Tuesday, December 20, 2011

'You're bordering on obese': What active 7-year-old girl was told by British busybodies

She is a budding gymnast and table tennis player who often comes home with bruises on her knees after rough-and-tumble games with her friends. So Libbie Boardman’s parents were shocked to be told that their active, healthy seven-year-old had been classified as ‘borderline obese’.

She and her classmates had their height and weight measured by NHS staff to calculate their body mass index as part of a scheme aimed at cracking down on childhood obesity. But several parents have reacted with outrage at the results, saying they are clearly misleading – and could result in their children developing eating disorders.

Libbie’s father, Paul Boardman, said: ‘I do not know how they can be saying that she is overweight. ‘You just have to look at her to think, “Where the heck have they got that from?”’

For adults, BMI is measured by dividing weight in kilograms by height in metres squared. The calculation for children begins the same way, but the result is then compared with those of others of the same age and sex to calculate the child’s ‘centile’ – or position relative to others on a scale of one to 100.

Libbie, who is 4ft 2in tall and weighs 5st 5lb, was described as being at the top end of the overweight category by NHS Bolton, bordering on clinically obese. She has a BMI ‘centile’ of 97 – meaning she is in the top 3 per cent. Between 91 and 97 is classed as overweight, and 98 and above is clinically obese.

Her parents were sent the results in a letter, along with a booklet of healthy eating tips.

They took her to her GP, who said the numbers were right but that there was nothing to worry about as Libbie was perfectly healthy.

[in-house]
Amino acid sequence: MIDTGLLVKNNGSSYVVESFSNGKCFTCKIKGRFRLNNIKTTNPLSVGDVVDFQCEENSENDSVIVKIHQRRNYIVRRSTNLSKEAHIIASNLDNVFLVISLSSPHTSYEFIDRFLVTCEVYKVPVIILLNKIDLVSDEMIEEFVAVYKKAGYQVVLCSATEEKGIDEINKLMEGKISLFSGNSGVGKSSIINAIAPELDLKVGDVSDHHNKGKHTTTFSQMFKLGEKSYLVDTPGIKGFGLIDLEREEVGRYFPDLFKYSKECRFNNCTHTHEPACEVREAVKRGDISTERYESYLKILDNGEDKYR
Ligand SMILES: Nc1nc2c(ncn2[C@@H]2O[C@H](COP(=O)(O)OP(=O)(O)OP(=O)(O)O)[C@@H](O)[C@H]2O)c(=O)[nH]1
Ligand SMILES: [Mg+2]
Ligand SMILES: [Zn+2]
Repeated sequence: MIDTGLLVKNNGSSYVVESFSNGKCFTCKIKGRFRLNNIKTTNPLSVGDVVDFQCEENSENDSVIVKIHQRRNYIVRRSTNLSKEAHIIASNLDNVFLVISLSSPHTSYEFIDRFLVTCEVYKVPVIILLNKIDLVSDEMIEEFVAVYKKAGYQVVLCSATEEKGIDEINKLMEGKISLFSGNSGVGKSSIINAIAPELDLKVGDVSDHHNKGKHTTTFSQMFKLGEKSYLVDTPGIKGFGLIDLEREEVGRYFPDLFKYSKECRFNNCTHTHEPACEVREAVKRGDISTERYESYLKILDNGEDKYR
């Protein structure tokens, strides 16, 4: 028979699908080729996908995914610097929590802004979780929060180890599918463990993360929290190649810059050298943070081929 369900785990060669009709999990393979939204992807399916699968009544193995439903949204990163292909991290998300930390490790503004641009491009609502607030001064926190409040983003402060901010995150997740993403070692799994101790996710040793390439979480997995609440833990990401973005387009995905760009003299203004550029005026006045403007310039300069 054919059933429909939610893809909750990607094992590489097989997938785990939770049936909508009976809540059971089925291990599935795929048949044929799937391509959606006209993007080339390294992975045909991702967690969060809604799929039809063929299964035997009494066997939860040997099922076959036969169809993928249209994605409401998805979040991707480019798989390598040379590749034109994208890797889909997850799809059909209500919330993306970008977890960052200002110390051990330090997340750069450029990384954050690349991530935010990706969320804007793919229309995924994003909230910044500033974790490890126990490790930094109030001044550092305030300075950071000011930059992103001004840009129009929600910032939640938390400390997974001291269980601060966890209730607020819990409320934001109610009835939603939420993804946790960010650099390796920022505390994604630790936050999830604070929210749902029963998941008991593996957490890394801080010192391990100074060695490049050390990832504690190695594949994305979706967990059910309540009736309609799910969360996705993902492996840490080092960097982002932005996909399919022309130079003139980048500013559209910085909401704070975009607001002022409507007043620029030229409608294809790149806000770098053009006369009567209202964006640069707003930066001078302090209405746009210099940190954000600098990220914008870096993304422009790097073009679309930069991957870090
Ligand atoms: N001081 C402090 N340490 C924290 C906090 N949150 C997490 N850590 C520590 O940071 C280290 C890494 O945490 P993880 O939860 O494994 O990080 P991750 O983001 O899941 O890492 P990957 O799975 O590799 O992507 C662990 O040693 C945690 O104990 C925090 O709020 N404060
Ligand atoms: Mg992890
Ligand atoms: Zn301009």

Mr Boardman, 43, said: ‘She has been saying things like she does not want any tea. ‘But I said “Don’t be silly”. She doesn’t have junk food, just the odd treat now and again. She is active and is what I would describe as a rough-and-tumble type.’

Critics have pointed out that crude interpretation of BMI figures ignores differences in build.

Mr Boardman, a window cleaner who also has a 13-year-old daughter, Sophie, with his office manager wife Louise, said the scheme should be scrapped. ‘If they are going to do it, they need to tailor it to the individual,’ said Mr Boardman, of Farnworth, Greater Manchester.

There are understood to have been at least four complaints about the scheme from parents of children at Highfield Primary School in Farnworth, which Libbie attends.

The initiative was launched in a bid to tackle the high obesity rate in parts of Bolton, where one in three youngsters are overweight when they reach the age of 11.

NHS Bolton said BMI had been found to be the most appropriate way to judge a child’s weight and took into account their age and sex. But a spokesman admitted: ‘A few children might show up as underweight or overweight when they are actually perfectly healthy.’


Finnish officials mull taking children into care over low-carb diet

If there is clear evidence of harm to the children this could be justified but not otherwise. Eslimos live on a similar diet with no evidence of harm

Finnish officials have told a family of low-carbohydrate enthusiasts that their children would be taken into care if they failed to heed nutrition advice, provincial paper Iisalmen Sanomat reported Sunday.

Ursula Schwab, a clinical nutrition specialist at the University of East Finland, said at least one family had received such an ultimatum after parents ignored healthcare staff's warnings about the dangers of an imbalanced diet for children.

"If a child's growth slows down because of a poor diet, one must send a wakeup call to parents," Schwab told the Finnish News Agency. "Should this prove ineffective, the child must be moved to a place where he receives enough nutrition."

Schwab added that she knew of parents who had put toddlers on so-called low-carb diets. "A strict low-carb diet is very fatty, and it suppresses hunger. If you down eggs and bacon for breakfast it will take hours before you can even imagine eating again."

"A growing child needs a varied diet."


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